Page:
"[Utilities] need to know where their vulnerabilities are and there needs to be plans to remediate vulnerabilities if they exist. They need to have Board and CEO-level engagement on all types of reliability issues, not just cyber, but also items such as spare auto transformers being baked into the crisis response plan around reliability and cyber. Essentially, they must, as a company, to treat cyber and reliability with the same focus and attention they would respond to hurricanes and outages," Peters says, which is where Entergy is headed.

"It’s their goal to be as good at cyber response as they are at hurricane response," Peters adds. "And we’re very, very good at hurricane response."

In order to elevate the cyber prevention and protection program, Peters and his team routinely brief their Board, the office of the chief executives and ensure that their capital investments are approved by a risk committee. These actions ensure that the cyber plan is baked into their business continuity plan.

"Although new threats abound, resiliency remains the most important element of any strategy. But, it’s also all block and tackle stuff that utilities should be doing since the regulatory environment mandates very prescriptive requirements about how to protect critical assets around change management, access control, as well as patching and managing access points. On the other hand, it is very administrative intensive when you have to prepare for an audit and it can be very onerous to maintain documentation and prepare at the same time. When you prepare for an audit you think about 100 to 125 people involved getting things together for that audit. So, that’s a resource constraint, it’s time consuming and it’s a lot of work and it takes daily operational jobs and impacts other things," Peters says.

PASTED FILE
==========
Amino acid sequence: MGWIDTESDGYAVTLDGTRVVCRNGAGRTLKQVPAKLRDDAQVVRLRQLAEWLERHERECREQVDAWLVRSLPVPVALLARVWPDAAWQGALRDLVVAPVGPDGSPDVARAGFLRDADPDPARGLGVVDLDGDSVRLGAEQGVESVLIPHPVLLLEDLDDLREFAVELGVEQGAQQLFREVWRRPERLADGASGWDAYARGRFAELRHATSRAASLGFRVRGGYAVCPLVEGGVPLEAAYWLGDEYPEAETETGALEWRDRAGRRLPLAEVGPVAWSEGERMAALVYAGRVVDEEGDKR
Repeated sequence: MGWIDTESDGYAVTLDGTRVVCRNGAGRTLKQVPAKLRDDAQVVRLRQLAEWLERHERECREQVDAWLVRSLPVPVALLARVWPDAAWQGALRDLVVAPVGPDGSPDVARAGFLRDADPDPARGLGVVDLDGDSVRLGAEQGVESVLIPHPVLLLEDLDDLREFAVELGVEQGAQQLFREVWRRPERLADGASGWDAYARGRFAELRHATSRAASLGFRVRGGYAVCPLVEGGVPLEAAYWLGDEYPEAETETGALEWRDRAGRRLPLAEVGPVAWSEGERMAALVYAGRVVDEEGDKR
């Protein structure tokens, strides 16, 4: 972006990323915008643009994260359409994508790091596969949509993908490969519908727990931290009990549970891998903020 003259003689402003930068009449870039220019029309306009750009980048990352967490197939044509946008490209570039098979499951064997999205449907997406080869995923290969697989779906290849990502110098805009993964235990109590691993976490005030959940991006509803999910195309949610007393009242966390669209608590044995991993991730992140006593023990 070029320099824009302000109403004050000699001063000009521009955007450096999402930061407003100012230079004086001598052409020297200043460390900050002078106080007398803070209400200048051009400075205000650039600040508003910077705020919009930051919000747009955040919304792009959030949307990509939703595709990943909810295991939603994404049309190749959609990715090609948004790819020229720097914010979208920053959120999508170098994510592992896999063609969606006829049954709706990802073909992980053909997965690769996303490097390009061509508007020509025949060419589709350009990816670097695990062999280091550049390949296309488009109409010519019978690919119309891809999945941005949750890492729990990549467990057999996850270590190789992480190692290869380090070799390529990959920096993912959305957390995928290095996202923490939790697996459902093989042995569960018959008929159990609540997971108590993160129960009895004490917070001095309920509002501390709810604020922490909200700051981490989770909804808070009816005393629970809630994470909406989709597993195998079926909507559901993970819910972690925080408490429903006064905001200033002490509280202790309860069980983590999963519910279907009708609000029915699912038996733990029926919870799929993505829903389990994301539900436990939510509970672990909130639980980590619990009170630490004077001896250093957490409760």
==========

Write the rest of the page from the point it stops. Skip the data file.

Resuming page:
High-impact, low frequency events are hard to prepare for, plan for and recover from promptly. “By understanding how the everyday, low-impact events play into larger and more costly scenarios, we can start to look for ways to better understand and mitigate the extreme events. With unlimited funds, there isn’t much we couldn’t do in the way of grid hardening – but in today’s demand plateau this issue requires a hard look at trade-offs, cost-benefit analysis, and an understanding of the most likely points of failure,” Peters concludes. ET